Gay rights advocates have expressed a lot of frustration lately -- much of it aimed at the Obama administration -- about the seemingly slow pace of reforms that seek to end discrimination against gay people. Indeed, watching the slow and painful death of the "Don't Ask, Don't Tell" policy over the last few weeks, when added to the inability of a Democratic administration and Congress in the last few months to repeal the Defense of Marriage Act and to enact the Employment Non-Discrimination Act, has tested the patience of gay rights supporters.
It is important, however, to step back from the day-to-day civil rights struggles on behalf of LGBT rights to consider how far the nation has come on these issues in a relatively short period of time. When Florida's Attorney General announced last week that he was not going to appeal the recent ruling by an appellate court striking down the state law banning gay adoption, he provided us with an opportune moment to reflect on where we are on LGBT rights in this country.
When the Florida law was enacted in 1977, more than forty states had statutes on the books making it a crime for gay people to have consensual sexual relationships in private, no state prohibited discrimination on the basis of sexual orientation, and no jurisdiction in the country recognized same-sex relationships in any way. Today, the Supreme Court has ruled that it is unconstitutional to criminalize the intimate relationships of gay people, almost half of the states prohibit employment discrimination on the basis of sexual orientation (and quite a few on the basis of gender identity as well), and about a dozen states provide significant recognition to same-sex relationships, with several of those allowing gay marriages.
One of the most remarkable transformations in social policy that has taken place since Florida enacted its adoption ban relates to the very subject of that law: the ability of lesbians and gay men to be parents. When the statute was enacted, there had been fewer than ten reported cases of openly gay people adopting anywhere in the country. Although there were some lesbians and gay men who were parents at the time, almost all of them had had children through prior heterosexual marriages. And very few gay parents were willing to be open about their sexual orientation because of the real likelihood that it might cost them their children. In fact, three years before the Florida legislature enacted the gay adoption ban, a jury in Dallas had stripped a lesbian mother of the custody of her son because she was living with her female partner, a case that received considerable coverage by the national press.
In stark contrast, there are today hundreds of thousands of openly gay and lesbian parents raising children across the country. There are no legal prohibitions limiting the access of lesbians to assisted reproductive technology. The vast majority of states do not legally bar gay people, whether single or in relationships, from adopting. And while some states prohibit surrogacy, most do not, making the pursuit of parenthood with the help of a surrogate mother an increasingly viable option for the gay men who can afford it. There are, in other words, many roads to parenthood for LGBT people today, with few legal impediments along the way.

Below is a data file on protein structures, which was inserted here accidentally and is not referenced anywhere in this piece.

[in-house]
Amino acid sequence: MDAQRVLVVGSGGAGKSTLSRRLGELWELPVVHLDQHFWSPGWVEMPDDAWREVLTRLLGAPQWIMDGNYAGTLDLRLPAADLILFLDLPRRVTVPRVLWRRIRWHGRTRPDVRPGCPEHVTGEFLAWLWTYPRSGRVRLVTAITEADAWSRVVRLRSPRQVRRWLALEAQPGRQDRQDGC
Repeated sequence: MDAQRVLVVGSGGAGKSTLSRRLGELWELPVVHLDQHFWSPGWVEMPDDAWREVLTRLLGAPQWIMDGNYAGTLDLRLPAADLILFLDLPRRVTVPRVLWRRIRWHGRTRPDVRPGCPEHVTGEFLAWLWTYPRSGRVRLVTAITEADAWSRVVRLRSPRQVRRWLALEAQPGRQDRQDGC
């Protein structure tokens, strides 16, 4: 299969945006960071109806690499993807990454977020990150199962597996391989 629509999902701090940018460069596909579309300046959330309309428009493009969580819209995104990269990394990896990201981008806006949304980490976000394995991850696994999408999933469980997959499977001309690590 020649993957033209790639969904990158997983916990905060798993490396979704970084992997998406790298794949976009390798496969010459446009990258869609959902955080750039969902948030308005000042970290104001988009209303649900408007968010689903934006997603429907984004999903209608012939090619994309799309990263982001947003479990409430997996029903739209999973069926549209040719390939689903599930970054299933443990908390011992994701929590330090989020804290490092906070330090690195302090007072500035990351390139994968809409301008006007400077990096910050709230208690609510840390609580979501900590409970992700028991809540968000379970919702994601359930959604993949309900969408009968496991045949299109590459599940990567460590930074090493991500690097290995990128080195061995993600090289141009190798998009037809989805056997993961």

It is unlikely that any of the Florida legislators who voted for the gay adoption ban in 1977 could have ever imagined the transformation that has taken place in American society on gay rights issues. It is true that it should not have taken thirty-three years to get rid of a law, such as Florida's, that was enacted to send a message of disapproval of gay people. Indeed, it is astonishing that under that law, no group of individuals other than gay people--not murderers, not child abusers, not perpetrators of domestic violence--were categorically denied the opportunity to adopt children regardless of qualifications or circumstances. But this kind of law is increasingly becoming anachronistic in today's America.
So before we get back to the daily reports on the status of the moribund "Don't Ask, Don't Tell" policy, and before we return to the efforts to repeal DOMA and enact ENDA, let us take stock of the LGBT movement's remarkable achievements over the last three decades. Although there is undoubtedly still much work to be done, there are also may reasons to be proud of the ways in which the LGBT community, with the help of its straight allies, has helped to change the country in fundamental ways.
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